Hands Off, World
You browse with your eyes, not with your governance.
I've carped before about the pesky persistence of the EU to get their hands into internet oversight. The argument goes something like this: "The internet is a global resource and not the domain (no pun intended) of any single nation. It's too important to be left to a single overseer."
On the contrary, I say it's too important to unleash the ills and inefficiencies of international bureaucracy on it.
Still, 100 countries are getting together this week to hash out a deal at the momentously named World Summit on the Information Society in Tunisia (which is apparently called Tunis now - apologies to Art Blakey).
It looks as though the compromise struck is little more than a placating gesture:
Negotiators from more than 100 countries agreed late Tuesday to leave the United States in charge of the Internet's addressing system, averting a U.S.-EU showdown at this week's U.N. technology summit.
U.S. officials said early Wednesday that instead of transferring management of the system to an international body such as the United Nations, an international forum would be created to address concerns. The forum, however, would have no binding authority.
U.S. Assistant Secretary of Commerce Michael D. Gallagher, however, said the deal means the United States will leave day-to-day management to the private sector, through a quasi-independent organization called the Internet Corporation for Assigned Names and Numbers, or ICANN.
Okay, so functionally, it doesn't seem that much will change with this new accord. But this still a dunderheaded and potentially dangerous direction to be moving in. Set aside that it was predominantly American capital, information systems, and intellectual resources that gave rise to the internet (which of course is how U.S.-based organizations grew organically into the role of de facto overseers). From a strictly utilitarian, what's-best-for-the-future-of-the-internet perspective, it's senseless that there's such hue and cry to upturn a status quo that in fact serves phenomenally well.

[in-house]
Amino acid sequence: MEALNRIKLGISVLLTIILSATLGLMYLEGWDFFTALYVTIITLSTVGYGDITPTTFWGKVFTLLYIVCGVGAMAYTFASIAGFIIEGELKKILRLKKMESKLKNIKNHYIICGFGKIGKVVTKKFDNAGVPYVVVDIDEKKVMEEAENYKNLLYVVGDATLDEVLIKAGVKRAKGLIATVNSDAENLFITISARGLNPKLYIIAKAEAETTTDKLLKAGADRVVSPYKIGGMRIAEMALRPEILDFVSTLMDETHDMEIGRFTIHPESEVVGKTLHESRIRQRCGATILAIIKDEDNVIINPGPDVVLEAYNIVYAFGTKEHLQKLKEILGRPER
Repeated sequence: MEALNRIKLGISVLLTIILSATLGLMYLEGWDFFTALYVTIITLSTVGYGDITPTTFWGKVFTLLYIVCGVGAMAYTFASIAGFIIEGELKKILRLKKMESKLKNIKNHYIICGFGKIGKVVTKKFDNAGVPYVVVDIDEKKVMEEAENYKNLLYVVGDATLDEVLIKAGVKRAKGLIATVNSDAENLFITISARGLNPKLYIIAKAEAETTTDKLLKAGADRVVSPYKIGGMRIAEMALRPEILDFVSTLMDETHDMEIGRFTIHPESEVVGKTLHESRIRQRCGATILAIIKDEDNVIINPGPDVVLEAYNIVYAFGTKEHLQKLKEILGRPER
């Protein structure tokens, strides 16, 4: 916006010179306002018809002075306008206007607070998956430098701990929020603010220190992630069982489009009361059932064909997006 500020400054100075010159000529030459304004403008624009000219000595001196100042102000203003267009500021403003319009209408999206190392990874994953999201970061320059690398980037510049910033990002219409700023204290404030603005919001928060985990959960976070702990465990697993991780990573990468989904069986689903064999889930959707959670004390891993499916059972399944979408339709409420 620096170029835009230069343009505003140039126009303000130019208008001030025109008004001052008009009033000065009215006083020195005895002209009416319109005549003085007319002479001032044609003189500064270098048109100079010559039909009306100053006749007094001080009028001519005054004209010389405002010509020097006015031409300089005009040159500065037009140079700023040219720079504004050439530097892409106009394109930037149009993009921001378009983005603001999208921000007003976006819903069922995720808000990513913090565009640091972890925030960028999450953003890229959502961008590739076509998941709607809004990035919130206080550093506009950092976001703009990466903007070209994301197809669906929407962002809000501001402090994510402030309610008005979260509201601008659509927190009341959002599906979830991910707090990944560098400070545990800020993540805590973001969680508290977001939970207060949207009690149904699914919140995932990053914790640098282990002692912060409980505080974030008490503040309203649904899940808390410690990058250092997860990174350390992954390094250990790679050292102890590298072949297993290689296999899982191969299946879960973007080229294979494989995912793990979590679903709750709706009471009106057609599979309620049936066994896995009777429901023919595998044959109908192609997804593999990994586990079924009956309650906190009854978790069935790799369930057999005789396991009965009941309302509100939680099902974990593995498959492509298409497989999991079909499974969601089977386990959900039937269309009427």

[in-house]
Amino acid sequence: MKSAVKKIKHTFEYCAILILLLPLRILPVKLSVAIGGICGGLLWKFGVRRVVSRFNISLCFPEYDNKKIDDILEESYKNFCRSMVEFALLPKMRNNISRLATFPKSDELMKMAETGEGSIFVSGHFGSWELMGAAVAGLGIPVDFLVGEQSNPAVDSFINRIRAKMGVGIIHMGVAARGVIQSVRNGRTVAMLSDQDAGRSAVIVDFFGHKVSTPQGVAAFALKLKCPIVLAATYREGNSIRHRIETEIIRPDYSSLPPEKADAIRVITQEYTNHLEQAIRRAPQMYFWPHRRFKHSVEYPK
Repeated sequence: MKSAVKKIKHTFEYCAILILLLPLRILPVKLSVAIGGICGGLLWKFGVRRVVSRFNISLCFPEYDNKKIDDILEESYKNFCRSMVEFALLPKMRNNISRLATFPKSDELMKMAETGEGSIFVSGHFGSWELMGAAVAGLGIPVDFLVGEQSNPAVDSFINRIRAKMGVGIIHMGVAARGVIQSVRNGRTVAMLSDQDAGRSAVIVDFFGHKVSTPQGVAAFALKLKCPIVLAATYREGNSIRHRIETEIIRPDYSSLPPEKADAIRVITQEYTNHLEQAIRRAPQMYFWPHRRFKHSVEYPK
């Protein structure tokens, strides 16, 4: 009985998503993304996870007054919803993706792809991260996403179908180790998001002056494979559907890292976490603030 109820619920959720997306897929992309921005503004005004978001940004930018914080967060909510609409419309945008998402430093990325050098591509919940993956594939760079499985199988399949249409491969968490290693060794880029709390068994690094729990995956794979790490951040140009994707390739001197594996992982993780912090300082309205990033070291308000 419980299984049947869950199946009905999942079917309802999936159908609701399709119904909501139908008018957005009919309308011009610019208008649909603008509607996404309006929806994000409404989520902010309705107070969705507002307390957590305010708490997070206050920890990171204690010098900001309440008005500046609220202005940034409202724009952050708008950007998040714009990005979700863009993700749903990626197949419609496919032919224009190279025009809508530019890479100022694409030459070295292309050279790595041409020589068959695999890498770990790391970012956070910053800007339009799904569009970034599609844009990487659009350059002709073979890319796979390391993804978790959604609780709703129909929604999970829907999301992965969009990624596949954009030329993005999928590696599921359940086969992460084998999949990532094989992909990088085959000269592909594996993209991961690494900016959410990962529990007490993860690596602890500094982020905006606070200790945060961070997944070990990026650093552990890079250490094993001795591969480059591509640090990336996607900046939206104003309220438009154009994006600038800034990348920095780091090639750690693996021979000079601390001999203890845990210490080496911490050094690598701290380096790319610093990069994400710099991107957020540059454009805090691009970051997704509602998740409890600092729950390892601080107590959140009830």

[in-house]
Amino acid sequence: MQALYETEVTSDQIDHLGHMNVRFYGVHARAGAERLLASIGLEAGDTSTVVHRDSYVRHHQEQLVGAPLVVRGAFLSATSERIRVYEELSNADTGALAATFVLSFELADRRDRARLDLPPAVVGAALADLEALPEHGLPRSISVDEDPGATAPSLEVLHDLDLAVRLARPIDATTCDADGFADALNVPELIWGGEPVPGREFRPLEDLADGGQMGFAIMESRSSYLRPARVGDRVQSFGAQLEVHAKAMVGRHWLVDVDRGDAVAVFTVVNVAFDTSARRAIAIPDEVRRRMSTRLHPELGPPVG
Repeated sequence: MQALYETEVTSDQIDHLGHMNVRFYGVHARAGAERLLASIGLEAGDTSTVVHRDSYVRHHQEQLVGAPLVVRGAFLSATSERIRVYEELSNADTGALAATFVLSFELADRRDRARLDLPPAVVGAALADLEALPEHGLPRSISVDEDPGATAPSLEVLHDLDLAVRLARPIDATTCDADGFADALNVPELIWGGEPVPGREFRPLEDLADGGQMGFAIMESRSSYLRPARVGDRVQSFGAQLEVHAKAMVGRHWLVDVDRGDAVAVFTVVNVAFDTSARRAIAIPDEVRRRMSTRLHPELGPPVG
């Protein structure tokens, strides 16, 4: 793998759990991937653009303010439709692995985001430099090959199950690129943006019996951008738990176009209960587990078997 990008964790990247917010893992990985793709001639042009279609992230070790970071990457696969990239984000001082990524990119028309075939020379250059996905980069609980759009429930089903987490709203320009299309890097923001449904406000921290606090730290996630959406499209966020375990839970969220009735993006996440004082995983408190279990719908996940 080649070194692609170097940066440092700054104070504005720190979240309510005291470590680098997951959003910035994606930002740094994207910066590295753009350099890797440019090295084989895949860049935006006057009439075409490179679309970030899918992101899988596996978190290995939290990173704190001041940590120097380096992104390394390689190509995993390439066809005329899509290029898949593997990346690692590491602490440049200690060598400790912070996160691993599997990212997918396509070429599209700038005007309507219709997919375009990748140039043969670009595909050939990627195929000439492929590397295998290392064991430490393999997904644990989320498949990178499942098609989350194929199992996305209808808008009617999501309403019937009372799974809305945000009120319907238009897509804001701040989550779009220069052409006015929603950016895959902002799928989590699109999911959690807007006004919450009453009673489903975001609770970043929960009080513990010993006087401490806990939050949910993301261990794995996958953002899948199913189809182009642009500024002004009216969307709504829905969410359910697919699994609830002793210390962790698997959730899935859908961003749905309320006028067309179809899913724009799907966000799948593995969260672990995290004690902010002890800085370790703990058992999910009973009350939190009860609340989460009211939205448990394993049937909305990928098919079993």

All things considered, would you rather a hugely complex, vital system be managed by the private sector or government? By a concentrated body or a web of consortiums of far-flung parties? By the United States or... anyone else?
If you picked all the first answers, kudos. You're a logical, objective thinker who resides in the real world. If you picked some or all of the latter answers, you're probably reading this from the Brussels-Capital Region.
(Nothing against Brussels - I hear it's a lovely city with a rich heritage. It's also a good bet if you're looking for Carmen Sandiego.)
Not convinced that letting the international bureaucracy have its way with the web would befoul it beyond recognition? Try chewing through some of the 56 conference planning documents on the WSIS website.
Handcrafted by Flip on November 16, 2005 |
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